In today’s Observer profile about Phil Gourevitch, we learn a few things about the man’s tenure as new editor of the Paris Review. He’s handsome, he’s doing a great job, yadda yadda yadda. But the best thing we learned was about the profile’s author, scribe Doree Shafrir. She is really, really excited about the editorial assistants at the Paris Review under George Plimpton. Here how she waxes poetic, not about Plimpton himself, but about the glamorous lives of his aides and interns:
Some, if not most, of the magazine’s appeal never had anything to do with what was actually in the magazine; it was about the idea of the magazine, the mystique associated with it as a place where young lovers of literature, most of whom were the well-groomed and well-mannered graduates of the nation’s elite colleges, could apprentice for a year, or more, after college, and attend some glamorous parties in exchange for reading through the slush pile.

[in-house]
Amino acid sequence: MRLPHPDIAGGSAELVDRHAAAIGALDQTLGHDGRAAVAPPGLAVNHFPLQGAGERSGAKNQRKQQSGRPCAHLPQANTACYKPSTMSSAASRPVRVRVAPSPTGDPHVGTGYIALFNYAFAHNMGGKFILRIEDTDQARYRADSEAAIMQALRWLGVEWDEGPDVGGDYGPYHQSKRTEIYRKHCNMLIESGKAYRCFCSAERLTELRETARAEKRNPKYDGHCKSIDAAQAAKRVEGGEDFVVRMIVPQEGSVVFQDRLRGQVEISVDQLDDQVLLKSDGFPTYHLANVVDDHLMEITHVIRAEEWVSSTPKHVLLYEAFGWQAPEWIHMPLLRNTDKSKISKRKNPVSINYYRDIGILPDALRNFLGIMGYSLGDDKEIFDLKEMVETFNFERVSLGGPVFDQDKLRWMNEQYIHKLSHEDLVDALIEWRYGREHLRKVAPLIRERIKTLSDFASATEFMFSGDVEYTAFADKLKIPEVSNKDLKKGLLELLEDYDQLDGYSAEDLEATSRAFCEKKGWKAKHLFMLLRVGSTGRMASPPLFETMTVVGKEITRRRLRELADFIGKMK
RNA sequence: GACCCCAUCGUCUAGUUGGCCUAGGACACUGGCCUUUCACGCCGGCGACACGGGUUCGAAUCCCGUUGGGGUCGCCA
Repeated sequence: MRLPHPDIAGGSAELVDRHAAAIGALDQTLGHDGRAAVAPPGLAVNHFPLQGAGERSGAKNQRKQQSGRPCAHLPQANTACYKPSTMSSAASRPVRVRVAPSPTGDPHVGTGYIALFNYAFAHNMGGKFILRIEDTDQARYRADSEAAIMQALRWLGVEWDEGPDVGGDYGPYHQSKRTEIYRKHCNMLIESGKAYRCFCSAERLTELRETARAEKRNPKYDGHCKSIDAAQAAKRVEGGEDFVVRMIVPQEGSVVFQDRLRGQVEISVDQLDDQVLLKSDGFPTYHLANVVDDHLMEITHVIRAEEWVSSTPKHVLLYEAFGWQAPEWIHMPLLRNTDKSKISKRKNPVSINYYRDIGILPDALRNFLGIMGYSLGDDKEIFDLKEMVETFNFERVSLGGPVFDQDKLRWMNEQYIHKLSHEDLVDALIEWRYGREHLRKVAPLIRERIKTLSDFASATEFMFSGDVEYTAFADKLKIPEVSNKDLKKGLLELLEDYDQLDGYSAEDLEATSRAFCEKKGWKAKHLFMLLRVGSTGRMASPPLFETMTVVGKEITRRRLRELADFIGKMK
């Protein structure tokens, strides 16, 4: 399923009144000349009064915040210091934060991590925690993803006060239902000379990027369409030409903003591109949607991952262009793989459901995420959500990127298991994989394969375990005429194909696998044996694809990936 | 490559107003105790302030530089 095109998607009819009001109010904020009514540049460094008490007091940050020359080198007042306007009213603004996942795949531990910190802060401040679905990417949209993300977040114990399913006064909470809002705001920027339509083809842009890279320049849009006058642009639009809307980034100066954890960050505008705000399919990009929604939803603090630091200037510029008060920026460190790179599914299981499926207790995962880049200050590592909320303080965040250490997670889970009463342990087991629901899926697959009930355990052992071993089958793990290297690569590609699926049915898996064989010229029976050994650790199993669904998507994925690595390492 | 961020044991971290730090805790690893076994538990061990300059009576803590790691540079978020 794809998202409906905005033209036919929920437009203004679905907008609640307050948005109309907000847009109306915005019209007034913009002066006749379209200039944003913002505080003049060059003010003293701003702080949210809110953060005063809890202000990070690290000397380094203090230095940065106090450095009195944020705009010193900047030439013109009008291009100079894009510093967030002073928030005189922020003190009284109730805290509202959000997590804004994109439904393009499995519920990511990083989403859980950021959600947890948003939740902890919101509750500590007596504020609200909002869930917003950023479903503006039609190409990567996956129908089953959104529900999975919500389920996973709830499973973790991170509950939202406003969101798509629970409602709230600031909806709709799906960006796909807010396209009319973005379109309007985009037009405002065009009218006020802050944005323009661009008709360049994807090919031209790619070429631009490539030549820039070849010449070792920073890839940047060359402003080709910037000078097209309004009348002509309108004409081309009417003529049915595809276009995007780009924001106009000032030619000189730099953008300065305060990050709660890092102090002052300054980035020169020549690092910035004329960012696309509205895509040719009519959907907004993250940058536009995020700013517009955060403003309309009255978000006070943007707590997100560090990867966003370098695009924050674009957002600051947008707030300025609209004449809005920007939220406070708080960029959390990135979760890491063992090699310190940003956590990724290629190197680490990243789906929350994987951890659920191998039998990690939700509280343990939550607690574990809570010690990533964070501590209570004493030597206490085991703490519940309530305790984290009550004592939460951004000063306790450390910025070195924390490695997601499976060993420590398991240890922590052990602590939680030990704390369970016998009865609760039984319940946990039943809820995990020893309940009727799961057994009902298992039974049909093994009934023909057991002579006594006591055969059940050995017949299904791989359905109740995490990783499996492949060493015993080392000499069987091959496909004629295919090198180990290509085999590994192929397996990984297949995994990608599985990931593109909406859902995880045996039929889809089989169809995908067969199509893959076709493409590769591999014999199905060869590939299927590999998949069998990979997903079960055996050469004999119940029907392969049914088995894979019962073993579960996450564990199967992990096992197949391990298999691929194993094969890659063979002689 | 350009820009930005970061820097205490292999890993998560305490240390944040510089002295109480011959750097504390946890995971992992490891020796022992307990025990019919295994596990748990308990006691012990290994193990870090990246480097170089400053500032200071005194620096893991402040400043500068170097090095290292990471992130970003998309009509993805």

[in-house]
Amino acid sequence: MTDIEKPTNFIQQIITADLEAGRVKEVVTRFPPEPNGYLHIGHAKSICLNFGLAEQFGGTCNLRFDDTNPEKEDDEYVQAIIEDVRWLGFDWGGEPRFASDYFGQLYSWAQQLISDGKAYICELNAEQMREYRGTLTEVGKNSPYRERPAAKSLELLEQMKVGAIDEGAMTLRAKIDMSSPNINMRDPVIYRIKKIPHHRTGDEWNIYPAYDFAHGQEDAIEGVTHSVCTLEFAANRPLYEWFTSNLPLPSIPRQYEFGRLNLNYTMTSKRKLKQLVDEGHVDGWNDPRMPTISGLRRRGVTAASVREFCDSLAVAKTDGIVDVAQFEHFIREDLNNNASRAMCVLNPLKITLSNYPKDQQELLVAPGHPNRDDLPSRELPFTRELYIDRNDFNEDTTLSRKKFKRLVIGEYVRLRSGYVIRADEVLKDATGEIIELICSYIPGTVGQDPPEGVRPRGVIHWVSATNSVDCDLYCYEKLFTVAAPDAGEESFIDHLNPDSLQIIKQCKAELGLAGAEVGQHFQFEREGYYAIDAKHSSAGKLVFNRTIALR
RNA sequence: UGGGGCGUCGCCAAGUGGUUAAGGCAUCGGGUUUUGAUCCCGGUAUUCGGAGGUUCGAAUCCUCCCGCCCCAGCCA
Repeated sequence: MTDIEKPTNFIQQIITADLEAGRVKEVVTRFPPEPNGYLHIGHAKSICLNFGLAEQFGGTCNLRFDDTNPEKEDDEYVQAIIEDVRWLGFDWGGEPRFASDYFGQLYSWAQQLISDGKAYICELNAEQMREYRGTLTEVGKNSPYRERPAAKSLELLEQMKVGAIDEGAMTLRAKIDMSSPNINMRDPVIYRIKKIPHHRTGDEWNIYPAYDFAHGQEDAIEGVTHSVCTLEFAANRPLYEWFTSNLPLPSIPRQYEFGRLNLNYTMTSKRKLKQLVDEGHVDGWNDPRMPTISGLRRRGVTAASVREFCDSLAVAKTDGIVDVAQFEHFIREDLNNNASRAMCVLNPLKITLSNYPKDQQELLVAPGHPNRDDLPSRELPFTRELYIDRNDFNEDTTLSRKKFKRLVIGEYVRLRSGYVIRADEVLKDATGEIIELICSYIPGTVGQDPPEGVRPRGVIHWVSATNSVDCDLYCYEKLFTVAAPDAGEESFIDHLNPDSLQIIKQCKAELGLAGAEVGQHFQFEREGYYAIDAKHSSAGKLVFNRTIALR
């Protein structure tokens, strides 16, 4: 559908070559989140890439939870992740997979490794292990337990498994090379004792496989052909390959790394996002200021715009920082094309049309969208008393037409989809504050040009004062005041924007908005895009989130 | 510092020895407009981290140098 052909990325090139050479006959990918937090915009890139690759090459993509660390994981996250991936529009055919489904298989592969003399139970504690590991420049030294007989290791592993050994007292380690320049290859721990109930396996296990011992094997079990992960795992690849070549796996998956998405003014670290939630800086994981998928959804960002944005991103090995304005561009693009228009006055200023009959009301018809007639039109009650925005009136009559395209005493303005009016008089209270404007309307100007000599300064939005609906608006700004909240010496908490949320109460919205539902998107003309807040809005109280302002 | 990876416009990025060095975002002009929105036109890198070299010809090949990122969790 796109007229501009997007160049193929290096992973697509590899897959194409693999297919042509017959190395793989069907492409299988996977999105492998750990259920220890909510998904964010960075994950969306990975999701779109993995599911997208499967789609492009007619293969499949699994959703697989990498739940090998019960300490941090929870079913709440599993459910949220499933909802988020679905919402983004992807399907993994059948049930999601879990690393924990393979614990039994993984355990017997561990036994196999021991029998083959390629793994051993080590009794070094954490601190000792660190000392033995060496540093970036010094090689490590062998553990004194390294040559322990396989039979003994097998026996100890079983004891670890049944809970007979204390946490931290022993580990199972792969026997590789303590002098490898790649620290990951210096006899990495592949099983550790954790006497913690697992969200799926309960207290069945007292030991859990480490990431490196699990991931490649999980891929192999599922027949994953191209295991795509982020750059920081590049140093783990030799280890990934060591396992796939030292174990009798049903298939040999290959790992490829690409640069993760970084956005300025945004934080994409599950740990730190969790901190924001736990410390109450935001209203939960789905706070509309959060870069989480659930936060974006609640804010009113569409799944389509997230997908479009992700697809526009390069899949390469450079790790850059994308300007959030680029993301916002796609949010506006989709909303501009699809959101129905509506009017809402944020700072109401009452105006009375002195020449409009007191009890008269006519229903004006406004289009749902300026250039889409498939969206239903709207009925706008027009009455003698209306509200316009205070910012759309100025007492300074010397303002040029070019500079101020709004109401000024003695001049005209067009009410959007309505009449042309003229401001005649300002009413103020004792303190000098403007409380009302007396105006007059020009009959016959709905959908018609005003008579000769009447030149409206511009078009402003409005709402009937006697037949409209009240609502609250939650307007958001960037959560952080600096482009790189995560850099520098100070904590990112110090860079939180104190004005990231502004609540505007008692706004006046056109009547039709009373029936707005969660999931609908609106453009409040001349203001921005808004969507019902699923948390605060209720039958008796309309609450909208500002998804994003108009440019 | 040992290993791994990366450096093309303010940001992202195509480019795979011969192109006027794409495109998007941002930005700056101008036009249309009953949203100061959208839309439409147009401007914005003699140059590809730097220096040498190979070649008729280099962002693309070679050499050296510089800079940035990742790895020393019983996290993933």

(The parties now held at the magazine’s office are still the best opportunity for Manhattan’s most promising editorial assistants to brush up against the likes of Salman Rushdie, who was at last week’s soiree for the Fall issue.)
[Plimpton] cultivated a motley crew of interns and “editorial assistants” who were welcome to work for free at his townhouse, many of whom (Mr. Gourevitch’s wife, the New Yorker writer Larissa MacFarquhar, among them) went on to illustrious publishing careers of their own.
We’d tease her, except we’re totally bitter that they never hired us, either.
The Bicycle Thief [NYO]